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A hybrid two-component system protein of a prominent human gut symbiont couples glycan sensing in vivo to carbohydrate metabolism
Erica D. Sonnenburg,
Justin L. Sonnenburg,
Jill K. Manchester,
Elizabeth E. Hansen,
Herbert C. Chiang, and
Jeffrey I. Gordon*
Center for Genome Sciences, Washington University School of Medicine, St. Louis, MO 63108
Contributed by Jeffrey I. Gordon, April 21, 2006
Abstract:Bacteroides thetaiotaomicron is a prominent member of our normaladult intestinal microbial community and a useful model forstudying the foundations of humanbacterial mutualismin our densely populated distal gut microbiota. A central questionis how members of this microbiota sense nutrients and implementan appropriate metabolic response. B. thetaiotaomicron containsa large number of glycoside hydrolases not represented in ourown proteome, plus a markedly expanded collection of hybridtwo-component system (HTCS) proteins that incorporate all domainsfound in classical two-component environmental sensors intoone polypeptide. To understand the role of HTCS in nutrientsensing, we used B. thetaiotaomicron GeneChips to characterizetheir expression in gnotobiotic mice consuming polysaccharide-richor -deficient diets. One HTCS, BT3172, was selected for furtheranalysis because it is induced in vivo by polysaccharides, andits absence reduces B. thetaiotaomicron fitness in polysaccharide-richdiet-fed mice. Functional genomic and biochemical analyses ofWT and BT3172-deficient strains in vivo and in vitro disclosedthat -mannosides induce BT3172 expression, which in turn inducesexpression of secreted -mannosidases. Yeast two-hybrid screensrevealed that the cytoplasmic portion of BT3172's sensor domainserves as a scaffold for recruiting glucose-6-phosphate isomeraseand dehydrogenase. These interactions are a unique feature ofBT3172 and specific for the cytoplasmic face of its sensor domain.Loss of BT3172 reduces glycolytic pathway activity in vitroand in vivo. Thus, this HTCS functions as a metabolic reactioncenter, coupling nutrient sensing to dynamic regulation of monosaccharidemetabolism. An expanded repertoire of HTCS proteins with diversifiedsensor domains may be one reason for B. thetaiotaomicron's successin our intestinal ecosystem.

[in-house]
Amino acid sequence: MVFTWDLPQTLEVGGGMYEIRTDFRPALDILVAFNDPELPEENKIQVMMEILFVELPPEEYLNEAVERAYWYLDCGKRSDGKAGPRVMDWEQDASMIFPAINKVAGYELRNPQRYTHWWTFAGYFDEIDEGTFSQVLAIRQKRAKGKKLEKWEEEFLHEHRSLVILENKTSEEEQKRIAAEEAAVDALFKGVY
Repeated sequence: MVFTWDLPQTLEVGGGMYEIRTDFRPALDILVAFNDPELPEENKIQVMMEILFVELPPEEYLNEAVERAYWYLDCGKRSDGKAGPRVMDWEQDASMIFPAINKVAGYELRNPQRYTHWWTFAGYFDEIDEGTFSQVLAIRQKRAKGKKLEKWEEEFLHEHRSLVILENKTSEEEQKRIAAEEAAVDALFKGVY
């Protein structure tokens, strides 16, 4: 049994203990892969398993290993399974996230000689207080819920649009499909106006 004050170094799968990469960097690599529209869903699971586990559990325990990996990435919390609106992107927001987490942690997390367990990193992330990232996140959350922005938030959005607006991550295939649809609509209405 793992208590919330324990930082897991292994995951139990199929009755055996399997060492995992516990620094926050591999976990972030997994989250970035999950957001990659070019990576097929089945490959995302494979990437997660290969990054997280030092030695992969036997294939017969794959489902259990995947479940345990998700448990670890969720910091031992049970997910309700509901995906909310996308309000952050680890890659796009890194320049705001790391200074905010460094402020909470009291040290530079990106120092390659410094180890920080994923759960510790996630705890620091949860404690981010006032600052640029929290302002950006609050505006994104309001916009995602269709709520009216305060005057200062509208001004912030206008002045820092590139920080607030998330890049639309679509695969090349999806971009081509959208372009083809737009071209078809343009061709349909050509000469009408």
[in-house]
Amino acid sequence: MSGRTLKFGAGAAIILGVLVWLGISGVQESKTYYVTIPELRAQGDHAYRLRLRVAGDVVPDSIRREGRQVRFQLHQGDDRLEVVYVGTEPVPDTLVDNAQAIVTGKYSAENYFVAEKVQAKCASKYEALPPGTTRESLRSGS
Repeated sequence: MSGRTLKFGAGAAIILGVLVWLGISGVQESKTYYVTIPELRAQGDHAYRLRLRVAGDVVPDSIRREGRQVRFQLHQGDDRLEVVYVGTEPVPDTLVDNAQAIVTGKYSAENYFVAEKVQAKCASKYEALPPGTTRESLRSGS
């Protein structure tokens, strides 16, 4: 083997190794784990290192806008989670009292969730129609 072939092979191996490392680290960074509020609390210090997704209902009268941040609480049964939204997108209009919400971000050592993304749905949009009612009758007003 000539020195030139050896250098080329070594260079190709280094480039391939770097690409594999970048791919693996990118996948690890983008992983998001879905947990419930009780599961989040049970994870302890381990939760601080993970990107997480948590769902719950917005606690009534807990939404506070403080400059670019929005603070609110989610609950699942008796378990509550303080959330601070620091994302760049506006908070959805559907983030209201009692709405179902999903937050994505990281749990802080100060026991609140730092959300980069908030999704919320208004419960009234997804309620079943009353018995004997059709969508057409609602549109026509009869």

Key Words:Bacteroides thetaiotaomicron glycoside hydrolases gut microbial ecology metabolic regulation signal transduction
Freely available online through the PNAS open access option.
Author contributions: E.D.S. and J.I.G. designed research; E.D.S.,J.L.S., J.K.M., E.E.H., and H.C.C. performed research; E.D.S.and H.C.C. contributed new reagents/analytic tools; E.D.S.,J.L.S., J.K.M., E.E.H., and J.I.G. analyzed data; and E.D.S.and J.I.G. wrote the paper.
Conflict of interest statement: No conflicts declared.